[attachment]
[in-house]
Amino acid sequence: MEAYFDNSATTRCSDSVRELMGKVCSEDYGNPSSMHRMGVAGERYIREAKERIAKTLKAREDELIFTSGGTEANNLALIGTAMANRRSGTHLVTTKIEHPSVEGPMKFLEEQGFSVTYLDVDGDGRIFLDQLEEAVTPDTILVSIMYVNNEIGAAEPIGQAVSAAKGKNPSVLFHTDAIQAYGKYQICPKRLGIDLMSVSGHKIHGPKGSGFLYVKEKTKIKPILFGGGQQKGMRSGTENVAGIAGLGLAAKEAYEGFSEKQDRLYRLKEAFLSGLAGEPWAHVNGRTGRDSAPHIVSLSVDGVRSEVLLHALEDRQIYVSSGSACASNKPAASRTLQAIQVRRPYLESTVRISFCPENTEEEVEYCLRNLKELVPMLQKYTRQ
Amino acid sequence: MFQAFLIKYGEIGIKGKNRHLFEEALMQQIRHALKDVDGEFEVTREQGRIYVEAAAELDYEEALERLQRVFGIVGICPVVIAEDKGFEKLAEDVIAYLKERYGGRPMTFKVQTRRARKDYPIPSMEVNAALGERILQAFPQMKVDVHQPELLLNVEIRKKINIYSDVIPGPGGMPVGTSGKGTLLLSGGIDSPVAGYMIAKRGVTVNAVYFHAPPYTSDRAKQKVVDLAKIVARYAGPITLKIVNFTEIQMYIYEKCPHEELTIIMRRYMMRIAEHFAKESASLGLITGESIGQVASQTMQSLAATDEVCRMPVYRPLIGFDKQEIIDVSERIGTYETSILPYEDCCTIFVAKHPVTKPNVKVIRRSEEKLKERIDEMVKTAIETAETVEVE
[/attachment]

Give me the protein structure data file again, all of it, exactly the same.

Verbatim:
[in-house]
Amino acid sequence: MEAYFDNSATTRCSDSVRELMGKVCSEDYGNPSSMHRMGVAGERYIREAKERIAKTLKAREDELIFTSGGTEANNLALIGTAMANRRSGTHLVTTKIEHPSVEGPMKFLEEQGFSVTYLDVDGDGRIFLDQLEEAVTPDTILVSIMYVNNEIGAAEPIGQAVSAAKGKNPSVLFHTDAIQAYGKYQICPKRLGIDLMSVSGHKIHGPKGSGFLYVKEKTKIKPILFGGGQQKGMRSGTENVAGIAGLGLAAKEAYEGFSEKQDRLYRLKEAFLSGLAGEPWAHVNGRTGRDSAPHIVSLSVDGVRSEVLLHALEDRQIYVSSGSACASNKPAASRTLQAIQVRRPYLESTVRISFCPENTEEEVEYCLRNLKELVPMLQKYTRQ
Amino acid sequence: MFQAFLIKYGEIGIKGKNRHLFEEALMQQIRHALKDVDGEFEVTREQGRIYVEAAAELDYEEALERLQRVFGIVGICPVVIAEDKGFEKLAEDVIAYLKERYGGRPMTFKVQTRRARKDYPIPSMEVNAALGERILQAFPQMKVDVHQPELLLNVEIRKKINIYSDVIPGPGGMPVGTSGKGTLLLSGGIDSPVAGYMIAKRGVTVNAVYFHAPPYTSDRAKQKVVDLAKIVARYAGPITLKIVNFTEIQMYIYEKCPHEELTIIMRRYMMRIAEHFAKESASLGLITGESIGQVASQTMQSLAATDEVCRMPVYRPLIGFDKQEIIDVSERIGTYETSILPYEDCCTIFVAKHPVTKPNVKVIRRSEEKLKERIDEMVKTAIETAETVEVE